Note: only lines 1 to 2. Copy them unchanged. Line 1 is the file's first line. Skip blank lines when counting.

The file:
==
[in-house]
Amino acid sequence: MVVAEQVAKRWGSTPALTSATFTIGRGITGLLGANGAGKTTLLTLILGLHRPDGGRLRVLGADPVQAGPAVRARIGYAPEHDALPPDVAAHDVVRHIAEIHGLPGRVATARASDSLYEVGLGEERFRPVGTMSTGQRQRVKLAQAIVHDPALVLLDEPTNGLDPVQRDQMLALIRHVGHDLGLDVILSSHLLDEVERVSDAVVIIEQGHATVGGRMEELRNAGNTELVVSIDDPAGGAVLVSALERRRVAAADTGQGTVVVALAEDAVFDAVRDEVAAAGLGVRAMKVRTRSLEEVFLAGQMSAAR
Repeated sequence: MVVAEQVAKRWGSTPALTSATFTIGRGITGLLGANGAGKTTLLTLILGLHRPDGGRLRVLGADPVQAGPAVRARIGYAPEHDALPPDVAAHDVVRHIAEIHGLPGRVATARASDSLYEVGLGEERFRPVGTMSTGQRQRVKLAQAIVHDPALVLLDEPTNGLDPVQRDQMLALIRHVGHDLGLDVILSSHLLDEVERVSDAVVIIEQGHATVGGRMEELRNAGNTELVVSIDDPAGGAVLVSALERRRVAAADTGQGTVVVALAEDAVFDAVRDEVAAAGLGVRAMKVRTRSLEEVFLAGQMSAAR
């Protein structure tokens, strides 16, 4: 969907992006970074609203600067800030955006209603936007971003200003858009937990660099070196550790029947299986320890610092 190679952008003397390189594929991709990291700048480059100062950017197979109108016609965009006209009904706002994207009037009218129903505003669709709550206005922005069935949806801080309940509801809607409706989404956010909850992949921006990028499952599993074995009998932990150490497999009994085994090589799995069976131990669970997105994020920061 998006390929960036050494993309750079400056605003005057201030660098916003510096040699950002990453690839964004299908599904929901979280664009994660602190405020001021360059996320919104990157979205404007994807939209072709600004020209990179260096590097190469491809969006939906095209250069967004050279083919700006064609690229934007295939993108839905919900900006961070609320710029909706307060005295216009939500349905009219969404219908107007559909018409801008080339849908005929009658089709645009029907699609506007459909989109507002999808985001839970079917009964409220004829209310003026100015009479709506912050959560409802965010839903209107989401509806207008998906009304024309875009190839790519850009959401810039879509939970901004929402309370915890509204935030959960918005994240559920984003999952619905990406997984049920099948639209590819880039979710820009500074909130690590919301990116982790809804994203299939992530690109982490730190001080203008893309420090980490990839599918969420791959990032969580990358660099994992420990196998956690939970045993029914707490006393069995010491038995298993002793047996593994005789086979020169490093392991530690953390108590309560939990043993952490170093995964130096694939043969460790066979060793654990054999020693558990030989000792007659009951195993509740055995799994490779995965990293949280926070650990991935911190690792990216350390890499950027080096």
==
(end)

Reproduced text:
[in-house]
Amino acid sequence: MVVAEQVAKRWGSTPALTSATFTIGRGITGLLGANGAGKTTLLTLILGLHRPDGGRLRVLGADPVQAGPAVRARIGYAPEHDALPPDVAAHDVVRHIAEIHGLPGRVATARASDSLYEVGLGEERFRPVGTMSTGQRQRVKLAQAIVHDPALVLLDEPTNGLDPVQRDQMLALIRHVGHDLGLDVILSSHLLDEVERVSDAVVIIEQGHATVGGRMEELRNAGNTELVVSIDDPAGGAVLVSALERRRVAAADTGQGTVVVALAEDAVFDAVRDEVAAAGLGVRAMKVRTRSLEEVFLAGQMSAAR